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Firms ambivalent on effects of equal opportunities legislation

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According to a survey published this month nearly two-thirds (63 per cent) of small and medium sized enterprises (SMEs) in the UK feel that Equal Opportunities legislation has no impact of their business. The research, which was carried out by Template Surveys on behalf of business consultancy SGS Consulting, found that identical proportions of SMEs (19 per cent) feel that Equal Opportunities legislation is beneficial as think it is unfavourable. The survey relates to data collected from responses to an online questionnaire posted on the Internet and circulated in January 2002 by email to 5000 Managing Directors of UK firms which employ less than 500 staff.

So across workplaces there is a general ambivalence towards laws designed to create equality in employment. The main legal reference points on Equal Opportunities are the 1975 Sex Discrimination Act which makes it illegal for employers to discriminate on the grounds of gender, the 1970 Equal Pay Act which ensures that pay rates are the same for identical or similar jobs and the 1976 Race Relations Act which outlaws discrimination on the grounds of colour, race, nationality and ethnic origin. However, further European legislation is also relevant.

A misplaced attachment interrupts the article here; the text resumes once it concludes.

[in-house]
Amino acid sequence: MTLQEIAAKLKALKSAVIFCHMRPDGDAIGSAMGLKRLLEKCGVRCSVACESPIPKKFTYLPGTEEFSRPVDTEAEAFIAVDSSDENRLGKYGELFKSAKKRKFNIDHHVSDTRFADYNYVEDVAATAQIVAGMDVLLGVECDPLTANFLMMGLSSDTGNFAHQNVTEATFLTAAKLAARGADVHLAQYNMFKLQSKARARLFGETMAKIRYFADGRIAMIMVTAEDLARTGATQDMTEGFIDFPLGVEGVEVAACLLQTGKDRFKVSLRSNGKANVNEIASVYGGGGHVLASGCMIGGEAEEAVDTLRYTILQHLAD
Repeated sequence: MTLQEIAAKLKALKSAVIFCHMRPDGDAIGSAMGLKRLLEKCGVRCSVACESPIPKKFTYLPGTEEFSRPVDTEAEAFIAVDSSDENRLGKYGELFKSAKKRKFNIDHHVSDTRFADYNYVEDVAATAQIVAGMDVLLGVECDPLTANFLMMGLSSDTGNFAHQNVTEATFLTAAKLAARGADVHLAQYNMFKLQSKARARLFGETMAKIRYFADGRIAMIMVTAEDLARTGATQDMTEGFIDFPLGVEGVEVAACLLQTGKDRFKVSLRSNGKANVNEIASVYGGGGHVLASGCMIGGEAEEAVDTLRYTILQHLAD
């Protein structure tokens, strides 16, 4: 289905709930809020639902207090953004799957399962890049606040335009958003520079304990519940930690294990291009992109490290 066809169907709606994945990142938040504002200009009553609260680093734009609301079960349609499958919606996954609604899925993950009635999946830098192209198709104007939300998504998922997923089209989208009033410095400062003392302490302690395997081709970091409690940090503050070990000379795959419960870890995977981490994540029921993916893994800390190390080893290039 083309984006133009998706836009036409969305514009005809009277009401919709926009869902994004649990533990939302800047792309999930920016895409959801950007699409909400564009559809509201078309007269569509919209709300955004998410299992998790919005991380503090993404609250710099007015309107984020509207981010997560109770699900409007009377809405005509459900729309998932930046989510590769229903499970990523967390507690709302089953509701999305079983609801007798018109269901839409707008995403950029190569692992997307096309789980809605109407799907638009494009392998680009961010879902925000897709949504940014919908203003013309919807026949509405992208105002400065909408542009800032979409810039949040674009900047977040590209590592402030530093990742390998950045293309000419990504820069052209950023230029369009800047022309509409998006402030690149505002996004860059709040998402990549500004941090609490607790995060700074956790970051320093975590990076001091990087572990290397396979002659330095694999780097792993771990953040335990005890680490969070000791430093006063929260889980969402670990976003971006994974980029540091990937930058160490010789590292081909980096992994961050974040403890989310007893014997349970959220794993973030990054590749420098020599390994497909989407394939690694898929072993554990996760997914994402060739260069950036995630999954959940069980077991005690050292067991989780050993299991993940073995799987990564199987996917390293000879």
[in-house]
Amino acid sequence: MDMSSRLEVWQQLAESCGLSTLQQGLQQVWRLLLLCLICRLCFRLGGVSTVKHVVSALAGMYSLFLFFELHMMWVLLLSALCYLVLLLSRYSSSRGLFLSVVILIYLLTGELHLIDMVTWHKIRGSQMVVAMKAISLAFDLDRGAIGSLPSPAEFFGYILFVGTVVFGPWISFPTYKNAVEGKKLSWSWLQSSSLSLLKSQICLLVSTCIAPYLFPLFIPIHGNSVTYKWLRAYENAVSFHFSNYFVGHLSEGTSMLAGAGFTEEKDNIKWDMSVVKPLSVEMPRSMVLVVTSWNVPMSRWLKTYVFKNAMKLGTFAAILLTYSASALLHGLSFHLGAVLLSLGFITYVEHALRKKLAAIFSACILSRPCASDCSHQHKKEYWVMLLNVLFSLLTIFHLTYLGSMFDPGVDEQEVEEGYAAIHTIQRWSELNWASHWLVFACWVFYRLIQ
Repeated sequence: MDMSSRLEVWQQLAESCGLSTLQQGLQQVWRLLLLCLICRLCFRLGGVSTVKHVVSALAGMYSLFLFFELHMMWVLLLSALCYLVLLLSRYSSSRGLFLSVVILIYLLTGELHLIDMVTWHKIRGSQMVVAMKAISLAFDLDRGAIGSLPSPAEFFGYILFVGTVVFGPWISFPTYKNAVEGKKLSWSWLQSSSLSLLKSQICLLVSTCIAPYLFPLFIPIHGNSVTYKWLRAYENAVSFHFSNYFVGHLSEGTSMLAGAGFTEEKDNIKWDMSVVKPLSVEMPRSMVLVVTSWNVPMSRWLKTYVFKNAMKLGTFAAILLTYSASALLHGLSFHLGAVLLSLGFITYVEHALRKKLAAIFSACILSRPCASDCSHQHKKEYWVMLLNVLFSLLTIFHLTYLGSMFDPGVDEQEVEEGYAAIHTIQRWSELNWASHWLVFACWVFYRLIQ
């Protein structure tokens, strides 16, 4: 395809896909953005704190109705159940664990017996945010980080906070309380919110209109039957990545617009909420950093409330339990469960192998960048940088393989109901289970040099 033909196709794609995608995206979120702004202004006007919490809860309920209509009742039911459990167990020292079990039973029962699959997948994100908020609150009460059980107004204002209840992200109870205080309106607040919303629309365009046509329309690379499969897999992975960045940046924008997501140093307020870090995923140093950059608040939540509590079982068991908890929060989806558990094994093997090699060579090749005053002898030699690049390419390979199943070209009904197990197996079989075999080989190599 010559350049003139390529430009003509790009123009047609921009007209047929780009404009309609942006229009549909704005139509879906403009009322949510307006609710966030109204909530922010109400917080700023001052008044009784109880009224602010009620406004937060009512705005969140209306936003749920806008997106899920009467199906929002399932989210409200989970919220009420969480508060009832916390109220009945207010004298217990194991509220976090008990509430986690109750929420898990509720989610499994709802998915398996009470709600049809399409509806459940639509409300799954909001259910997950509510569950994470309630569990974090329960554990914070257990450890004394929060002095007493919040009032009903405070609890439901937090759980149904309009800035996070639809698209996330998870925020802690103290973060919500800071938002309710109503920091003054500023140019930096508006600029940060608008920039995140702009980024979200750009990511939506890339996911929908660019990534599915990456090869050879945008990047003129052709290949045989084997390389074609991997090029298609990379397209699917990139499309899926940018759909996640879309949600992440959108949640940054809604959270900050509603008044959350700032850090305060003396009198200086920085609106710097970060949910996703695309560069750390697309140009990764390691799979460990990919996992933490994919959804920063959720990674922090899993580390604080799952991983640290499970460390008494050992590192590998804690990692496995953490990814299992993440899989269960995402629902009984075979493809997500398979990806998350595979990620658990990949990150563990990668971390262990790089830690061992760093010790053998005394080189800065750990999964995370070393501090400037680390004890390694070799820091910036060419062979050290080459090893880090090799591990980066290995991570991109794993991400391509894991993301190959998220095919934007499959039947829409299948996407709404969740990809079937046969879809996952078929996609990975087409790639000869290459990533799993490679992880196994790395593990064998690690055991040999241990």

“These results are disappointing,” said a spokesperson from the Equal Opportunities Commission, “Small businesses, perhaps even more than other employers, need to be able to recruit the best staff and can’t afford to then lose them. If firms treat all workers fairly and ensure that they comply with equal opportunities legislation companies have the opportunity to build staff loyalty and morale and so make their business more effective.”

In March 2001 the government announced plans to appoint “fair pay champions” in an effort to combat the growing wage gap between men and women.

Do you find equal opportunities legislation helpful, or difficult to administer… or both? Add your comments below.

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